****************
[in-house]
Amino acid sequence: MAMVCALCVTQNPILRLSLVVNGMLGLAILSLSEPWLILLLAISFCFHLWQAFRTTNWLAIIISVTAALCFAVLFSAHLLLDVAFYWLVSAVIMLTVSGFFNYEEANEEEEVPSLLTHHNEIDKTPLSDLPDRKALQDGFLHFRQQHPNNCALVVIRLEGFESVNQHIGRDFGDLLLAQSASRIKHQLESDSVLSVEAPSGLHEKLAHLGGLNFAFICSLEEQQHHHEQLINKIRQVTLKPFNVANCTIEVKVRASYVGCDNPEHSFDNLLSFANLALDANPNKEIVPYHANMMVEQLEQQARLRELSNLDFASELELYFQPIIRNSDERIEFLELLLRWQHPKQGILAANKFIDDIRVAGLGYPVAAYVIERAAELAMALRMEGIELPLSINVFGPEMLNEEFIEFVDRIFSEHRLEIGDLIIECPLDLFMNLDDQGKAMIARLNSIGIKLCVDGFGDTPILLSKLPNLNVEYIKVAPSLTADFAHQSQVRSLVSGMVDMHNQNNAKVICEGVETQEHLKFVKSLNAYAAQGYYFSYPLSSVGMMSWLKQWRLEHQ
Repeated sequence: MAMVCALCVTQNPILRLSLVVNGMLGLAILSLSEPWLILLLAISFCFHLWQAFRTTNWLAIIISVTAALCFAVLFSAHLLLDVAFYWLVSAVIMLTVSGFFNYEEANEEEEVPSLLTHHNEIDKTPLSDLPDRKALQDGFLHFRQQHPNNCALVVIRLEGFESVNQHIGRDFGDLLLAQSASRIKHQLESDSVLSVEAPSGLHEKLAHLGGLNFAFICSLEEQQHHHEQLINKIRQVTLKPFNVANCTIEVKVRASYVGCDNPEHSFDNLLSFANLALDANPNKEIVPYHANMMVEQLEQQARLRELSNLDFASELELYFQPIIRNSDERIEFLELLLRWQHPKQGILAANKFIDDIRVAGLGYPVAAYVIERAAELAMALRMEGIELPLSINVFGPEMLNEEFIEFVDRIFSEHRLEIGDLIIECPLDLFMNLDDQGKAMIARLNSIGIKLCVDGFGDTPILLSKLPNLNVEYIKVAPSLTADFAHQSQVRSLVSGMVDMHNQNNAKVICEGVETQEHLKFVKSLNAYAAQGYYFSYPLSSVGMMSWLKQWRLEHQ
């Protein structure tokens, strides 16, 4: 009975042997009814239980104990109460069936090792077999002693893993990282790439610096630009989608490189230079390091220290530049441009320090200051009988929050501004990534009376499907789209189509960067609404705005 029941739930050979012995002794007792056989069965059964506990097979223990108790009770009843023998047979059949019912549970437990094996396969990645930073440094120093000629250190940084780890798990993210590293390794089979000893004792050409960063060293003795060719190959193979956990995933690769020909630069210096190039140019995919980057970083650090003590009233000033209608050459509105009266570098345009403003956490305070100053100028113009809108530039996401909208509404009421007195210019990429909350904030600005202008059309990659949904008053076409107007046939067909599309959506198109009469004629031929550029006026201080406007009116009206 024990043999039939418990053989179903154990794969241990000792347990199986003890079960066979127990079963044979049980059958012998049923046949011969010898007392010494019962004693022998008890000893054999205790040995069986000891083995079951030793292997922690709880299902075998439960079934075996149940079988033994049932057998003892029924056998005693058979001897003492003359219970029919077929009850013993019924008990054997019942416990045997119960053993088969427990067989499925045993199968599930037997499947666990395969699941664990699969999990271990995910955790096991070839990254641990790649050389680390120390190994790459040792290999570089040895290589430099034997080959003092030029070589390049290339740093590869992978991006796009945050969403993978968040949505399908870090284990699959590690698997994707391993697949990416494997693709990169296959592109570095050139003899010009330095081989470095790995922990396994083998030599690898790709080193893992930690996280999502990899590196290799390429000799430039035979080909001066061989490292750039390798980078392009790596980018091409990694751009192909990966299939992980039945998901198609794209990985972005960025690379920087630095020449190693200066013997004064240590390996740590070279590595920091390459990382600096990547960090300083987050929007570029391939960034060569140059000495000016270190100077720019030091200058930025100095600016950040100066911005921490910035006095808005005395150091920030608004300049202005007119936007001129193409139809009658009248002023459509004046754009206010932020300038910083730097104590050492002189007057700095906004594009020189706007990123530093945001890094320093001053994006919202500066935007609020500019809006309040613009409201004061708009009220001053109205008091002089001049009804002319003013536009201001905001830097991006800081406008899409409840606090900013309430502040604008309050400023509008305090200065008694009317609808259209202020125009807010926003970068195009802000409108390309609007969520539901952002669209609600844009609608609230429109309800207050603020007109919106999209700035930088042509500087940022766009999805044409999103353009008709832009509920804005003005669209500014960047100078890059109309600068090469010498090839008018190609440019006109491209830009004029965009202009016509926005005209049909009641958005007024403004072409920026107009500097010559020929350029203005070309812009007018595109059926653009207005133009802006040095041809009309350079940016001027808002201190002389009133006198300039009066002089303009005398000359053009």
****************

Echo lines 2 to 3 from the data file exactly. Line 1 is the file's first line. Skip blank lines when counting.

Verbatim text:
Amino acid sequence: MAMVCALCVTQNPILRLSLVVNGMLGLAILSLSEPWLILLLAISFCFHLWQAFRTTNWLAIIISVTAALCFAVLFSAHLLLDVAFYWLVSAVIMLTVSGFFNYEEANEEEEVPSLLTHHNEIDKTPLSDLPDRKALQDGFLHFRQQHPNNCALVVIRLEGFESVNQHIGRDFGDLLLAQSASRIKHQLESDSVLSVEAPSGLHEKLAHLGGLNFAFICSLEEQQHHHEQLINKIRQVTLKPFNVANCTIEVKVRASYVGCDNPEHSFDNLLSFANLALDANPNKEIVPYHANMMVEQLEQQARLRELSNLDFASELELYFQPIIRNSDERIEFLELLLRWQHPKQGILAANKFIDDIRVAGLGYPVAAYVIERAAELAMALRMEGIELPLSINVFGPEMLNEEFIEFVDRIFSEHRLEIGDLIIECPLDLFMNLDDQGKAMIARLNSIGIKLCVDGFGDTPILLSKLPNLNVEYIKVAPSLTADFAHQSQVRSLVSGMVDMHNQNNAKVICEGVETQEHLKFVKSLNAYAAQGYYFSYPLSSVGMMSWLKQWRLEHQ
Repeated sequence: MAMVCALCVTQNPILRLSLVVNGMLGLAILSLSEPWLILLLAISFCFHLWQAFRTTNWLAIIISVTAALCFAVLFSAHLLLDVAFYWLVSAVIMLTVSGFFNYEEANEEEEVPSLLTHHNEIDKTPLSDLPDRKALQDGFLHFRQQHPNNCALVVIRLEGFESVNQHIGRDFGDLLLAQSASRIKHQLESDSVLSVEAPSGLHEKLAHLGGLNFAFICSLEEQQHHHEQLINKIRQVTLKPFNVANCTIEVKVRASYVGCDNPEHSFDNLLSFANLALDANPNKEIVPYHANMMVEQLEQQARLRELSNLDFASELELYFQPIIRNSDERIEFLELLLRWQHPKQGILAANKFIDDIRVAGLGYPVAAYVIERAAELAMALRMEGIELPLSINVFGPEMLNEEFIEFVDRIFSEHRLEIGDLIIECPLDLFMNLDDQGKAMIARLNSIGIKLCVDGFGDTPILLSKLPNLNVEYIKVAPSLTADFAHQSQVRSLVSGMVDMHNQNNAKVICEGVETQEHLKFVKSLNAYAAQGYYFSYPLSSVGMMSWLKQWRLEHQ